Silvia, Paul J. How To Write A Lot: A Practical Guide to Productive Academic Writing. APA: Washington, DC, 2002.
“Specious” barriers to writing: “I can’t find time to write,” “I need to read a few more articles,” “To write a lot, I need a new computer,” “I’m waiting until I feel like it” (pp. 11-23)
The only way to write a lot is to set a writing schedule and to stick with it, treating it as necessary as you would other parts of academic work—teaching, teaching prep, meetings, etc. Do not schedule other things during your writing time; protect it.
Silvia quotes studies that people who wrote according to a schedule, on average wrote 3 pages more a day than binge writers and had more creative moments (p. 25)
Setting good goals:
- Devote a writing session to developing and clarifying your writing goals (once a month or so)
- List your project goals—these are the individual projects that need to be written. You might want to post this list somewhere visible so you can cross them off when you’re done.
- Set a concrete goal for each day of writing.
Some examples of daily goals Silvia gives:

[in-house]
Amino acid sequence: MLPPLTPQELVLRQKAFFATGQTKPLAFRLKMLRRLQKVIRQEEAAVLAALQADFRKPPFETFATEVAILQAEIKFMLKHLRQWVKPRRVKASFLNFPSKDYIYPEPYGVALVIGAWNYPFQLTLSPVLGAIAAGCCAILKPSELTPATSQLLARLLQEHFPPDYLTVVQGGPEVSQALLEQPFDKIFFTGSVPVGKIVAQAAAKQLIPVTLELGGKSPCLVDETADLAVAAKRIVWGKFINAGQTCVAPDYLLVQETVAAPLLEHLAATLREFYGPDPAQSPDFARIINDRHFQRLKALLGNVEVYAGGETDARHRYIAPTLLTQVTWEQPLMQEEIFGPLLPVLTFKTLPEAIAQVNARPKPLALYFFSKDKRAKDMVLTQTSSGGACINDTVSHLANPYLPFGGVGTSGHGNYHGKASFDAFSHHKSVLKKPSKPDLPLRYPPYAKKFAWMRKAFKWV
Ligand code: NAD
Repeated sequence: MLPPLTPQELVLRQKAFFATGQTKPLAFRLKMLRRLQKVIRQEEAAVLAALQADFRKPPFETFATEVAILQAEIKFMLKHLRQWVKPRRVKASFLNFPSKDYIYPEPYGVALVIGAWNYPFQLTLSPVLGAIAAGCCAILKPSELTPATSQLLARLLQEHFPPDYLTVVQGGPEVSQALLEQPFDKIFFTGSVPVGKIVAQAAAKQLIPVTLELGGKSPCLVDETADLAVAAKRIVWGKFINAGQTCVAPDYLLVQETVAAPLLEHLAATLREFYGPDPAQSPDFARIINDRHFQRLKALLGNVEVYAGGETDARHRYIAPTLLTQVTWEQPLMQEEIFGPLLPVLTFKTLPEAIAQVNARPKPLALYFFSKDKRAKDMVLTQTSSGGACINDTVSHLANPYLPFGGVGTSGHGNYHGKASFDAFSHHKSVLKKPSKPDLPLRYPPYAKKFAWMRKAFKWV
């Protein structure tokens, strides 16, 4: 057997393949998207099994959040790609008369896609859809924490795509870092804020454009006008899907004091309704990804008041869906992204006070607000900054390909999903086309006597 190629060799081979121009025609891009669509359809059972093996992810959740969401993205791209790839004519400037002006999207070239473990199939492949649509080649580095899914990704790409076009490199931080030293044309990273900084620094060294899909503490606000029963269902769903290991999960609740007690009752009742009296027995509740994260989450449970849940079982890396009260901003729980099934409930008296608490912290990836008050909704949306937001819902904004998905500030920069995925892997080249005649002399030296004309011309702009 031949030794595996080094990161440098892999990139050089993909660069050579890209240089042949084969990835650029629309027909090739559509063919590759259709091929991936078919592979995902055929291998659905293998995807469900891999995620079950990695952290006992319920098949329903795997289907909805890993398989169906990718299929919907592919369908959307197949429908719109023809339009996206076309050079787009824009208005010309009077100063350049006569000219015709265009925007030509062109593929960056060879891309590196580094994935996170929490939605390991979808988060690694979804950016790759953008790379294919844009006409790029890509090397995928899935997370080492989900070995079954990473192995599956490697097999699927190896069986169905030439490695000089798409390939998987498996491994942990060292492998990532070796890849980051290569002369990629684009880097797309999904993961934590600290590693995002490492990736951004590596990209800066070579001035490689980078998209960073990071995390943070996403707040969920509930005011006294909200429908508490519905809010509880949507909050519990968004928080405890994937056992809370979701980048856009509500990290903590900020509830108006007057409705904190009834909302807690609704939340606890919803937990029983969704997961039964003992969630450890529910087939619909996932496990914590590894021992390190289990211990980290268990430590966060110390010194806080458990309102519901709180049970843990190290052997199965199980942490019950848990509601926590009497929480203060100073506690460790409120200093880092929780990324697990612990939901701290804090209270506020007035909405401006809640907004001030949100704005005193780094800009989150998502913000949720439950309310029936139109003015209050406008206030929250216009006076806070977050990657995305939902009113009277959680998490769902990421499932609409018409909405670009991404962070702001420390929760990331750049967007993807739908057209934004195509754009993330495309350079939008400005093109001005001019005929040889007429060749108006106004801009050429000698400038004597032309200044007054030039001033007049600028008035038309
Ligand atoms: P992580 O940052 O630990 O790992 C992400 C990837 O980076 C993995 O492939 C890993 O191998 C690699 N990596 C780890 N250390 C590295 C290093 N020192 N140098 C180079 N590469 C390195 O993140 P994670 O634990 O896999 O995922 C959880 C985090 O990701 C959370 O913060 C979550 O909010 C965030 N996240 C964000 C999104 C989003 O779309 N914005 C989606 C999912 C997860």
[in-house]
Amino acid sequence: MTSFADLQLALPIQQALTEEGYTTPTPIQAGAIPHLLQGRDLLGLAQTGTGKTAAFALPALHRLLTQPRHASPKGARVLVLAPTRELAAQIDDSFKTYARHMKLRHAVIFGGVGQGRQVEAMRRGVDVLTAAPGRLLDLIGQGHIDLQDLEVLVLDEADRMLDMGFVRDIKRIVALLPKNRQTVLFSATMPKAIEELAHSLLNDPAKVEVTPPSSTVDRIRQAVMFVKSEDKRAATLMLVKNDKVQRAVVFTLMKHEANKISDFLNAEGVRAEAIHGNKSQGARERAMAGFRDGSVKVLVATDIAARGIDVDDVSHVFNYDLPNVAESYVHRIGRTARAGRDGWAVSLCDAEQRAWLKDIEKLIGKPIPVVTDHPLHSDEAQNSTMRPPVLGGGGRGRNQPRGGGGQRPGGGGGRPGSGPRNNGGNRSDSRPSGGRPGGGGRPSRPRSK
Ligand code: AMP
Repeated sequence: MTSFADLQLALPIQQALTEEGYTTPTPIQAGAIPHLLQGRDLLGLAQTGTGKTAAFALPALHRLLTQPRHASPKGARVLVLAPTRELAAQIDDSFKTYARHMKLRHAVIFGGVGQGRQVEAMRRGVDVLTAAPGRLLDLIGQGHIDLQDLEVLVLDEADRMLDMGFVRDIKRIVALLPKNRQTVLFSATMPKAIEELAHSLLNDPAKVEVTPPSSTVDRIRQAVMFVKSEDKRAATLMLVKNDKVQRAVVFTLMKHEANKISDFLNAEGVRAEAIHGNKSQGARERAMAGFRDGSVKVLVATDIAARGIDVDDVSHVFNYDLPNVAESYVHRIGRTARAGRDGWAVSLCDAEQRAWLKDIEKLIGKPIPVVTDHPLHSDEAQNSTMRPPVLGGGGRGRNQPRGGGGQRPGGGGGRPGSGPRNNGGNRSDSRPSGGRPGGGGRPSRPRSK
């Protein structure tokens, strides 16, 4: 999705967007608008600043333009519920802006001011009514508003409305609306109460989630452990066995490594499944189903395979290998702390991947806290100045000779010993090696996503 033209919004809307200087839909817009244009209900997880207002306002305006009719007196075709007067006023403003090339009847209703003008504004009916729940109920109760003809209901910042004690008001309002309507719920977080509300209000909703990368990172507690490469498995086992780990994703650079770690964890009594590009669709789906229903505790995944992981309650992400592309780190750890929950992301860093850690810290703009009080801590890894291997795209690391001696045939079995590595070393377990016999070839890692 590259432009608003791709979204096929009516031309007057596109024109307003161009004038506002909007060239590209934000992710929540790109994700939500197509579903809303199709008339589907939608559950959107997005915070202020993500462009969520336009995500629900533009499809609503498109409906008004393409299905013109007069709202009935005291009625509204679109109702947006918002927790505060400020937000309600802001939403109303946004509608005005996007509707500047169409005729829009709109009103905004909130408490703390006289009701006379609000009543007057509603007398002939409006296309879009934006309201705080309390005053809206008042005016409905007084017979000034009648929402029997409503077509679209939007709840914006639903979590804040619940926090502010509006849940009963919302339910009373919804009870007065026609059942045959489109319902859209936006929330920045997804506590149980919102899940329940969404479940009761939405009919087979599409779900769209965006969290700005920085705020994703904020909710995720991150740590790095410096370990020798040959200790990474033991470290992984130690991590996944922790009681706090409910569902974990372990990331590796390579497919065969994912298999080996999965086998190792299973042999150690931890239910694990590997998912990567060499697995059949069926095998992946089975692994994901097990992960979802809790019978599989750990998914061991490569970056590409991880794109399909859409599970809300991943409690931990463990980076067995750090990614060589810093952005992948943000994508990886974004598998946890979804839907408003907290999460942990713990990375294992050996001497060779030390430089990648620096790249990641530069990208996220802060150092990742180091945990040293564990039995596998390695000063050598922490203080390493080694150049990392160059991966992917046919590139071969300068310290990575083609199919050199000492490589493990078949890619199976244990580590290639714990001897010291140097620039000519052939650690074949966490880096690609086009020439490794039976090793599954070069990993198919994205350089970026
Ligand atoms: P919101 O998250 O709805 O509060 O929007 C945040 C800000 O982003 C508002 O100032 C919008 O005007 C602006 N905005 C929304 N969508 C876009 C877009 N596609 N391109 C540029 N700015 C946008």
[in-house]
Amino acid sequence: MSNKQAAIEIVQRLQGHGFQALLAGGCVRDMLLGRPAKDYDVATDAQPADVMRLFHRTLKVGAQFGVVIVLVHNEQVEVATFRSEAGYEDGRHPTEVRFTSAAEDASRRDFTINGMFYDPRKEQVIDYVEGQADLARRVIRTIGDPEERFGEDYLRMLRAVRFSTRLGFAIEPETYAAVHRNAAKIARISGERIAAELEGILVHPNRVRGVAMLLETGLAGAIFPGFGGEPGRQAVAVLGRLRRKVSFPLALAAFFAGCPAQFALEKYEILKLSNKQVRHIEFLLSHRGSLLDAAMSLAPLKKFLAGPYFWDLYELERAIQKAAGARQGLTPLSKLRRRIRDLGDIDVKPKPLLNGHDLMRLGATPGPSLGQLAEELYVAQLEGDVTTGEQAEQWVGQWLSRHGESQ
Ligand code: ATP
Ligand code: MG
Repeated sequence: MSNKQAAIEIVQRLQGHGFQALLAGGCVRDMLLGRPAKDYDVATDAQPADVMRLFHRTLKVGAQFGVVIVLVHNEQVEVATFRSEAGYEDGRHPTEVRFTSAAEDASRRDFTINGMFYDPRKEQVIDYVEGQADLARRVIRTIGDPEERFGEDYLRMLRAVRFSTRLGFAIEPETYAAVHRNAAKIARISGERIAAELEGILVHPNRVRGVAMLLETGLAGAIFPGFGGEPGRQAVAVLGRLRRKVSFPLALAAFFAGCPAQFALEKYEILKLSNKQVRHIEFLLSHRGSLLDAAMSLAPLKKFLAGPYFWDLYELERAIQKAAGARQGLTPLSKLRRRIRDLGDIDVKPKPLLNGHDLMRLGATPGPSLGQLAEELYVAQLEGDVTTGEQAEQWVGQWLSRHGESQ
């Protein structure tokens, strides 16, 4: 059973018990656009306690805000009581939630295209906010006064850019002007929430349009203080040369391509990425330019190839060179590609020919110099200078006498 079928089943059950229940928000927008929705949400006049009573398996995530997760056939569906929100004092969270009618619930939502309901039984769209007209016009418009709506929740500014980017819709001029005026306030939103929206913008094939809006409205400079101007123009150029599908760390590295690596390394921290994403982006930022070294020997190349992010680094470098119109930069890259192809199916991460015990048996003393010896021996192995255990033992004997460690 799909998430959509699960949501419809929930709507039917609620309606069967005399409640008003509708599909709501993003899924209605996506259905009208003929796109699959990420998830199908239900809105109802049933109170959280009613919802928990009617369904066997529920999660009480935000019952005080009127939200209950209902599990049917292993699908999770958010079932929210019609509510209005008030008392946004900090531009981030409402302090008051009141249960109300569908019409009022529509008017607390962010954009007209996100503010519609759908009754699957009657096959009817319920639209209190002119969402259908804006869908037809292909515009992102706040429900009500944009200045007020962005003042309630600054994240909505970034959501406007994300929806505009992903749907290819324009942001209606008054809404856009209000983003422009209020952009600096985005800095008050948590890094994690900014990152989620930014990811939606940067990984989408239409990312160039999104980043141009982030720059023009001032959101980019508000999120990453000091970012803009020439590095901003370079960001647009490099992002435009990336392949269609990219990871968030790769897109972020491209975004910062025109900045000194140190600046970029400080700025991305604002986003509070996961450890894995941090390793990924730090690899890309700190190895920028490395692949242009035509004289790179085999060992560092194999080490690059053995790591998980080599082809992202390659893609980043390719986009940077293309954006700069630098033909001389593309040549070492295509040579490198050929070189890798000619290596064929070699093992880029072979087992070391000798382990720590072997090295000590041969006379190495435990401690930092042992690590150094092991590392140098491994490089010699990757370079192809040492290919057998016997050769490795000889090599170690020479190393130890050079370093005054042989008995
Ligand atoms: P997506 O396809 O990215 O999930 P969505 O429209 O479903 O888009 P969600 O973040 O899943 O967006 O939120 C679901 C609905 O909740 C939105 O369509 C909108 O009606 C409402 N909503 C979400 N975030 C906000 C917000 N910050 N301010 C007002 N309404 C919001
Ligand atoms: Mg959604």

- Write at least 200 words
- Print the first draft I finished yesterday, read it, and revise it.
- Make a new list of project goals and writing them down on my white board
- Write the first three paragraphs of the general discussion
- Add missing references and then reconcile the citations and references
- Reread chapters 22 and 24 from Zinsser to recharge my writing batteries
- Finish the “Setting Goals” section that I started yesterday
- Brainstorm and then make an outline for a new manuscript
- Reread the reviewers’ comments of my paper and make a list of things to change.
- Correct the page proofs and mail them back. (p. 32)
Keeping track of writing progress also helps motivate the writing process. When you meet a goal or finish a project, reward yourself with something like a good cup of coffee or a nice lunch. But do not reward yourself by skipping writing time. This will lead no where good.